Wanderlust – A story of sustainable exploring

With the COVID-19 pandemic requiring us to do our part to stay home and physically distance in order to combat the spread of the virus, a newfound hobby for many of us has been to daydream over future travel opportunities. To appeal to those engaging in wanderlust, we’d like to indulge you with the fascinating story of a local woman who embraced van-life to travel across Canada – pre-COVID-19 – while also providing her perspective on sustainability and energy usage.

In August 2018, 30-year old Sarah Patterson started her cross-country trek in a 1998 Dodge Ram cargo van named Rogue; having spent a year-and-a-half researching and planning for her journey.

It would take another five months to insulate, and customize the van’s interior with cabinets, a pull-out kitchen, wooden walls, and vinyl flooring. She also put a lot of thought into her electrical needs in order to travel and live as sustainably as possible.

Driving from Ottawa to St. John’s, Newfoundland to Tofino, British Columbia and then back to Ottawa, Sarah and her pup, Rory, experienced Canada’s natural beauty most of us will only ever dream of. Here, she shares the highs and the lows of her adventure, and what she learned along the way.

What was the inspiration for your journey?

Like many people in their late 20’s and early 30’s, I wasn’t totally happy with the life I was leading and wanted to live the hippy van-life I envied on Instagram. Turns out, reality is very different from social media…what a twist!

What was the purpose or goal that you set for yourself?

I wanted to challenge myself and my concept of life; to break my routine and carve out a new lifestyle for myself. Just the act of planning and building the van opened me up to all kinds of new skills and knowledge. The trip brought me to my breaking point and back, and it proved to me how capable, adaptive and resilient I could actually be. I am very proud of what I accomplished and the many little failures that taught me to challenge myself and grow from those experiences.

Was living sustainably a priority for you at the time?

Because of the type of budget I was working with, it was essential. I was as efficient as possible with my electricity usage, water supply, food and gas. It taught me how little I could actually live with and how excessively I had been living before.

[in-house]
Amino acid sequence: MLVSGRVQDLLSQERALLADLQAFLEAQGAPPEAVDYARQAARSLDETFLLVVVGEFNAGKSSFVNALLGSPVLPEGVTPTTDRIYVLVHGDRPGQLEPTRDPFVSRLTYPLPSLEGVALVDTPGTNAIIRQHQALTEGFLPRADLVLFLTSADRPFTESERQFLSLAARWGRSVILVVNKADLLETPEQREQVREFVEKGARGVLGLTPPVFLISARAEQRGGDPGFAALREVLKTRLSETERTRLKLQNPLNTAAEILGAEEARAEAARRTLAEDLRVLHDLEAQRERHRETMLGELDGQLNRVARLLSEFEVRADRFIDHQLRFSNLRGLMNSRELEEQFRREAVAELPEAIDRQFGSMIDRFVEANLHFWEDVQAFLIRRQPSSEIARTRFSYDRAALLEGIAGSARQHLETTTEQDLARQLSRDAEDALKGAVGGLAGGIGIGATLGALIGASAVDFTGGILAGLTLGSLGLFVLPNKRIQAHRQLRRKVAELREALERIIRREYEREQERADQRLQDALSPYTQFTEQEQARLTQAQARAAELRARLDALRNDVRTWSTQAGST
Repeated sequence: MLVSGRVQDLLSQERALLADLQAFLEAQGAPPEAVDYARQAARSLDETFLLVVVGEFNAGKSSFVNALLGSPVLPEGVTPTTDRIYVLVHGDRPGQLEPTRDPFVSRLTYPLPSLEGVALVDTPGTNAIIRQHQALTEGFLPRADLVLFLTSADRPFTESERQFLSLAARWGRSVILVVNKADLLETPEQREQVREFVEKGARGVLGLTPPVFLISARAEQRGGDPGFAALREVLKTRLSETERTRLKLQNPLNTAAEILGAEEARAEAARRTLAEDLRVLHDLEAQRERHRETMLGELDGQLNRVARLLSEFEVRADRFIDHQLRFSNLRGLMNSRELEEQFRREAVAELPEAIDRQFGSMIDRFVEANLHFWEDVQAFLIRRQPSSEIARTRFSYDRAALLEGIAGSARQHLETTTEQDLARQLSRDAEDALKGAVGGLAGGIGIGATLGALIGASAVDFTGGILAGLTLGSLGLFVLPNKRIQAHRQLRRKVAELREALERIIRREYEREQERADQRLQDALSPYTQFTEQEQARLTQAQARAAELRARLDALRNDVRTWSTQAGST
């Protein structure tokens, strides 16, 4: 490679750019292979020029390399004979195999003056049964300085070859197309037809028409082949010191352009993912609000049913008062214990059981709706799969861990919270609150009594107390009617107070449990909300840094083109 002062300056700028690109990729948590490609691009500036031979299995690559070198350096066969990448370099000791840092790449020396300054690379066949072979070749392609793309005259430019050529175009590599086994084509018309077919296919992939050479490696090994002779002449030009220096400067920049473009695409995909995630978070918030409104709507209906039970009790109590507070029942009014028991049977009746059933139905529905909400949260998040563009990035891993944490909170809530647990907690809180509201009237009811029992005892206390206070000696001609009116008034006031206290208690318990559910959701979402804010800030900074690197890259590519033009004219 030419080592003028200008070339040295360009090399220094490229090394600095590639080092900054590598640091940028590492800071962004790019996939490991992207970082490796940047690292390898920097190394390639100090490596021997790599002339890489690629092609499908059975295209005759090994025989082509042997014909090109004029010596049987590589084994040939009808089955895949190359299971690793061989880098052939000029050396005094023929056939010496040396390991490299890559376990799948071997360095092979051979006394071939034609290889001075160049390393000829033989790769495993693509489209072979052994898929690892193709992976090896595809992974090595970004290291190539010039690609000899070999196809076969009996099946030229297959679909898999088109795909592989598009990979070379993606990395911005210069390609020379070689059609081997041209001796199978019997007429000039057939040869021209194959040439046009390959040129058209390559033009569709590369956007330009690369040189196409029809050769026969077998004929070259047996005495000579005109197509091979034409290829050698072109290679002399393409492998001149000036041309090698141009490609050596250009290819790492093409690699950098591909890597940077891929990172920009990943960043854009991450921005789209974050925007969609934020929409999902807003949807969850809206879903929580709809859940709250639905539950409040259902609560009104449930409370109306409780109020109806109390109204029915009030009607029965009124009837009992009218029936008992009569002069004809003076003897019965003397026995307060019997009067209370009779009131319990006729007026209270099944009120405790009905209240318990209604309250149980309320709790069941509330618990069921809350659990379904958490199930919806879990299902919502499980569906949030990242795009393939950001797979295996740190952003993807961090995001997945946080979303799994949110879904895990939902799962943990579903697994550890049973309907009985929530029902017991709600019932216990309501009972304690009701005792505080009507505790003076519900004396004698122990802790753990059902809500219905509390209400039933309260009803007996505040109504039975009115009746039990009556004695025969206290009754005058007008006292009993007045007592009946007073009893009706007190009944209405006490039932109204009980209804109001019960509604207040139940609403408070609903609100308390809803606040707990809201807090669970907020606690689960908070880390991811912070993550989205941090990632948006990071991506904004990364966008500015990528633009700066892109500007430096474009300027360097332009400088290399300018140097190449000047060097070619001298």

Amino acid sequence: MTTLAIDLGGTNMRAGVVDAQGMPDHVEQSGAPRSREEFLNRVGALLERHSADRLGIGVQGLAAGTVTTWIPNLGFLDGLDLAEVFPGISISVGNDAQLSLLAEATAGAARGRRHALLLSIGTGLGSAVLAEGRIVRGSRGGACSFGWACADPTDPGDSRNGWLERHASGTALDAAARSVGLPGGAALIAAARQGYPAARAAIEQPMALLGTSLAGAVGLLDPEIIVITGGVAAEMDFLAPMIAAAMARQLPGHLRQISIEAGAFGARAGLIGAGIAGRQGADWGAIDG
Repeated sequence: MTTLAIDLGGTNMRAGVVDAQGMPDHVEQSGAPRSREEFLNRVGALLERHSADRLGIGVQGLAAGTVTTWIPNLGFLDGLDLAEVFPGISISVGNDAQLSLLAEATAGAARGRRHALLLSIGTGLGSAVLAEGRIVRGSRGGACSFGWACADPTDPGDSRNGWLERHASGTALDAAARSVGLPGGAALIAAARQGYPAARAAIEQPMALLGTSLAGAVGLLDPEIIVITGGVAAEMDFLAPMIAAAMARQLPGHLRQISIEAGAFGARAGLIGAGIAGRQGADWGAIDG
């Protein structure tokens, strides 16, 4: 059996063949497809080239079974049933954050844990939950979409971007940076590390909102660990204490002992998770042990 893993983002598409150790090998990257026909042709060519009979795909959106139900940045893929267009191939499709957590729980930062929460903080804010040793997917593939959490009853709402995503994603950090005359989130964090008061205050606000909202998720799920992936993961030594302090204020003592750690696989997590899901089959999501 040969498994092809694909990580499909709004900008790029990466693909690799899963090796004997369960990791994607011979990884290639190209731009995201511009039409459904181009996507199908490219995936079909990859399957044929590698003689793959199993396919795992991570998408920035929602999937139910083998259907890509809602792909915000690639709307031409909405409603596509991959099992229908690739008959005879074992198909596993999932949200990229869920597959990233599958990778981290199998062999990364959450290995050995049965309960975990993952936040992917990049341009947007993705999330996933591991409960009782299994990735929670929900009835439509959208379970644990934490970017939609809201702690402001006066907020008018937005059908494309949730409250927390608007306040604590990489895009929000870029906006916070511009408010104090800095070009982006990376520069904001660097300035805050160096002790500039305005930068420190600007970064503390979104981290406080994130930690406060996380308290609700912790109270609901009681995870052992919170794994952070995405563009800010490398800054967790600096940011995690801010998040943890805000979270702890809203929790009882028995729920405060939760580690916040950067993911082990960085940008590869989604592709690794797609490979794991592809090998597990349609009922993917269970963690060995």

What was it that drew you to the camper van lifestyle?

I loved traveling, and did a lot of backpacking in my 20’s. I had just gotten a pup a year before – a toy Australian shepherd named Rory – and I didn’t want to leave her behind on my next adventure. As much as I had seen other countries, I hadn’t seen much of Canada and I really wanted to see places like Newfoundland. I valued the freedom, independence and self-sufficiency that van-life would bring.

Tell us about your battery storage and solar power.

I really wanted to have an efficient power source since van builds can range from no power source to very expensive electrical set-ups. I ended up somewhere in the middle.

With only $5,000 to spend on my conversion materials, I bought two 6-volt external batteries, and with the help of a much more technically-savvy friend, attached a 100 amp battery isolator, 100 amp charge controller – complete with fuse box control – and a LED battery monitor. This allowed me to keep a close eye on the volts going in and out of my batteries and provided me with two options for recharging them. One option was through my transmission when the van was running, and the other was with a portable 150-watt solar panel I could set-up when I was camping.